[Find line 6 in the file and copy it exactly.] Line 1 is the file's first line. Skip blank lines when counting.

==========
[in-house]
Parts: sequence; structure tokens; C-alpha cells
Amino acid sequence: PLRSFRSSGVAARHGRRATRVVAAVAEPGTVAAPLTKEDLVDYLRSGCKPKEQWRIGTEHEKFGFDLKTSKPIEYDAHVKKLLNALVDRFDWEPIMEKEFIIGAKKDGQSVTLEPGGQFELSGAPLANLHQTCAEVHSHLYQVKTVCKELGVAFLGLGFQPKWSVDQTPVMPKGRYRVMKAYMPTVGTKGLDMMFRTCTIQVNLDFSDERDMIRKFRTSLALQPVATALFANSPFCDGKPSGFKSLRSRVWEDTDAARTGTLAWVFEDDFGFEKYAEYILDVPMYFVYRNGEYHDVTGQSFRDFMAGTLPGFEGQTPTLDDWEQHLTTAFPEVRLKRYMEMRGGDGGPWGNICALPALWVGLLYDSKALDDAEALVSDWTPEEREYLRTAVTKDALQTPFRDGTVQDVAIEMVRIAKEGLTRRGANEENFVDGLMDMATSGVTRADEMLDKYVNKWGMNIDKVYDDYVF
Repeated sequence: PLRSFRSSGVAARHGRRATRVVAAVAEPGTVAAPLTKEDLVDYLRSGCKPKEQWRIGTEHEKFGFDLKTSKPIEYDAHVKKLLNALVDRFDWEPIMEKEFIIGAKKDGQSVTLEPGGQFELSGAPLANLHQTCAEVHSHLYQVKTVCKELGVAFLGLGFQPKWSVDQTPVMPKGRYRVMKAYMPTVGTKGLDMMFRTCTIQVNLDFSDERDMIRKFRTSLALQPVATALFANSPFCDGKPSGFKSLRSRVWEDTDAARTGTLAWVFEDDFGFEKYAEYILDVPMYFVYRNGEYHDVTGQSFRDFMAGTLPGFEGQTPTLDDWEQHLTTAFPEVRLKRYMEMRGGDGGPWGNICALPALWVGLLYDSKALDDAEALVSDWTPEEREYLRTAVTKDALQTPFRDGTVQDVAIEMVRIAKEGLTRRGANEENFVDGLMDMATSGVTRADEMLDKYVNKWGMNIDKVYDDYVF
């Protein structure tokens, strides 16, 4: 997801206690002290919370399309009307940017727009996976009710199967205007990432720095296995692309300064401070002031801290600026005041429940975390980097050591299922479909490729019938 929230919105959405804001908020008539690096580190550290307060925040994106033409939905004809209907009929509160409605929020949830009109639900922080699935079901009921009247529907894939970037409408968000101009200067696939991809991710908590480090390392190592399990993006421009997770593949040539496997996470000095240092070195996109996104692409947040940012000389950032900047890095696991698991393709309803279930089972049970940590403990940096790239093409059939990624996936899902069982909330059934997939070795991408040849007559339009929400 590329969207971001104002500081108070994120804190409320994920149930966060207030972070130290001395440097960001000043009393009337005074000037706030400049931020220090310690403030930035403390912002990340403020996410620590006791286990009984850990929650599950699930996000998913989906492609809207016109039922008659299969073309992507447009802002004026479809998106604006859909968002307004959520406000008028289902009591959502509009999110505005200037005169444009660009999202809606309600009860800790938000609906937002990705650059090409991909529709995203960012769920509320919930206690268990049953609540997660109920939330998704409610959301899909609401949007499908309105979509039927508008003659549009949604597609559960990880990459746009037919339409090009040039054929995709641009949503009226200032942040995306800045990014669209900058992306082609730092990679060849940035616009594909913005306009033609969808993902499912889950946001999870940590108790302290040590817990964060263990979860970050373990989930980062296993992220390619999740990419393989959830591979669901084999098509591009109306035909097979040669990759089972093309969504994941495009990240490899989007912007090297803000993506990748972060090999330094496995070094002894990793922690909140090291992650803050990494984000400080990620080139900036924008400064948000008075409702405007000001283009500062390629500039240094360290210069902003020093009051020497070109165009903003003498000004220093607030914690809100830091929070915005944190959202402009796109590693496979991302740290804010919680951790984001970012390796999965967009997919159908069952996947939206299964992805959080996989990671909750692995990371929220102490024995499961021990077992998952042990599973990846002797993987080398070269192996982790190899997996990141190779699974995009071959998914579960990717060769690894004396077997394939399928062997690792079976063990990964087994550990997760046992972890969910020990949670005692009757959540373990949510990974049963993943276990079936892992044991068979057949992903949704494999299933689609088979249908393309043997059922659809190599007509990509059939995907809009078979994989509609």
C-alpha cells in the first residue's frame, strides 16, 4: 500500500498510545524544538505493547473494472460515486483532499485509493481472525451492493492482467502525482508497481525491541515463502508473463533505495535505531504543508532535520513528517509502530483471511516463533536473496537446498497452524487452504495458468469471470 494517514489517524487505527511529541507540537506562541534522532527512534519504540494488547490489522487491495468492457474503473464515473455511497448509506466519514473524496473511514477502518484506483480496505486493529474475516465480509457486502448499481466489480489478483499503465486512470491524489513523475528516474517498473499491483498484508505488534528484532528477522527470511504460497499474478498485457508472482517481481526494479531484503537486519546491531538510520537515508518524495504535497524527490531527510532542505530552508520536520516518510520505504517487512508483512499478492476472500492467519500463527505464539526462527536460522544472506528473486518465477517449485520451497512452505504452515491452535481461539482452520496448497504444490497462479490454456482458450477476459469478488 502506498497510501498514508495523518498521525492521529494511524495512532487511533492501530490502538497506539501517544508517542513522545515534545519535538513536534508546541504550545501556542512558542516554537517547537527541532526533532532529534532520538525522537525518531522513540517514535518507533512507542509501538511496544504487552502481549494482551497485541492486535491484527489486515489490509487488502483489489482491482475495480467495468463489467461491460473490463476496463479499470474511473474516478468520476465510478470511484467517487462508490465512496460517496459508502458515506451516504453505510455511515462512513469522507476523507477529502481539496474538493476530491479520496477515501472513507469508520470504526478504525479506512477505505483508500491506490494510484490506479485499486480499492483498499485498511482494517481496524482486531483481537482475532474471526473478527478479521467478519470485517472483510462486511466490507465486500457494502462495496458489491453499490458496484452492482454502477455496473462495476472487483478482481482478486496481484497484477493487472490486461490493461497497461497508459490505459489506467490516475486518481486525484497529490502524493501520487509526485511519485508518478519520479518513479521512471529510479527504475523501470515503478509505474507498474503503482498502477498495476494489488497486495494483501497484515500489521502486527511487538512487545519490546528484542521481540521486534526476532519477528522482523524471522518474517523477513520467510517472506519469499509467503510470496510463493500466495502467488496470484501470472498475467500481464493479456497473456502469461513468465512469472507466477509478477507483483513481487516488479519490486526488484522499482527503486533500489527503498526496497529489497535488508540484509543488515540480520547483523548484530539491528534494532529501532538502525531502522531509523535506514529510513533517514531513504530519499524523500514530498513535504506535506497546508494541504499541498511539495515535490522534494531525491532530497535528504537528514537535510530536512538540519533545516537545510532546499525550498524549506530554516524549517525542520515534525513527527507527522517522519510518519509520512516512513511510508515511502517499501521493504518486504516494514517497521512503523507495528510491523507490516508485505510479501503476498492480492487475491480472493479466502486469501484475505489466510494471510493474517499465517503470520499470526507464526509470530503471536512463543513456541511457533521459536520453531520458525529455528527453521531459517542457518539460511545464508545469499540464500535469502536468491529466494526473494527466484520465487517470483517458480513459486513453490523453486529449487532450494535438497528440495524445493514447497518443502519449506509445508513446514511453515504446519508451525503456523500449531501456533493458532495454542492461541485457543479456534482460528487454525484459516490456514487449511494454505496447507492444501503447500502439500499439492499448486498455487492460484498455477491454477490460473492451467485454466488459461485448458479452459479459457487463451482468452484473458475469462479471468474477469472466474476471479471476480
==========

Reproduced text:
C-alpha cells in the first residue's frame, strides 16, 4: 500500500498510545524544538505493547473494472460515486483532499485509493481472525451492493492482467502525482508497481525491541515463502508473463533505495535505531504543508532535520513528517509502530483471511516463533536473496537446498497452524487452504495458468469471470 494517514489517524487505527511529541507540537506562541534522532527512534519504540494488547490489522487491495468492457474503473464515473455511497448509506466519514473524496473511514477502518484506483480496505486493529474475516465480509457486502448499481466489480489478483499503465486512470491524489513523475528516474517498473499491483498484508505488534528484532528477522527470511504460497499474478498485457508472482517481481526494479531484503537486519546491531538510520537515508518524495504535497524527490531527510532542505530552508520536520516518510520505504517487512508483512499478492476472500492467519500463527505464539526462527536460522544472506528473486518465477517449485520451497512452505504452515491452535481461539482452520496448497504444490497462479490454456482458450477476459469478488 502506498497510501498514508495523518498521525492521529494511524495512532487511533492501530490502538497506539501517544508517542513522545515534545519535538513536534508546541504550545501556542512558542516554537517547537527541532526533532532529534532520538525522537525518531522513540517514535518507533512507542509501538511496544504487552502481549494482551497485541492486535491484527489486515489490509487488502483489489482491482475495480467495468463489467461491460473490463476496463479499470474511473474516478468520476465510478470511484467517487462508490465512496460517496459508502458515506451516504453505510455511515462512513469522507476523507477529502481539496474538493476530491479520496477515501472513507469508520470504526478504525479506512477505505483508500491506490494510484490506479485499486480499492483498499485498511482494517481496524482486531483481537482475532474471526473478527478479521467478519470485517472483510462486511466490507465486500457494502462495496458489491453499490458496484452492482454502477455496473462495476472487483478482481482478486496481484497484477493487472490486461490493461497497461497508459490505459489506467490516475486518481486525484497529490502524493501520487509526485511519485508518478519520479518513479521512471529510479527504475523501470515503478509505474507498474503503482498502477498495476494489488497486495494483501497484515500489521502486527511487538512487545519490546528484542521481540521486534526476532519477528522482523524471522518474517523477513520467510517472506519469499509467503510470496510463493500466495502467488496470484501470472498475467500481464493479456497473456502469461513468465512469472507466477509478477507483483513481487516488479519490486526488484522499482527503486533500489527503498526496497529489497535488508540484509543488515540480520547483523548484530539491528534494532529501532538502525531502522531509523535506514529510513533517514531513504530519499524523500514530498513535504506535506497546508494541504499541498511539495515535490522534494531525491532530497535528504537528514537535510530536512538540519533545516537545510532546499525550498524549506530554516524549517525542520515534525513527527507527522517522519510518519509520512516512513511510508515511502517499501521493504518486504516494514517497521512503523507495528510491523507490516508485505510479501503476498492480492487475491480472493479466502486469501484475505489466510494471510493474517499465517503470520499470526507464526509470530503471536512463543513456541511457533521459536520453531520458525529455528527453521531459517542457518539460511545464508545469499540464500535469502536468491529466494526473494527466484520465487517470483517458480513459486513453490523453486529449487532450494535438497528440495524445493514447497518443502519449506509445508513446514511453515504446519508451525503456523500449531501456533493458532495454542492461541485457543479456534482460528487454525484459516490456514487449511494454505496447507492444501503447500502439500499439492499448486498455487492460484498455477491454477490460473492451467485454466488459461485448458479452459479459457487463451482468452484473458475469462479471468474477469472466474476471479471476480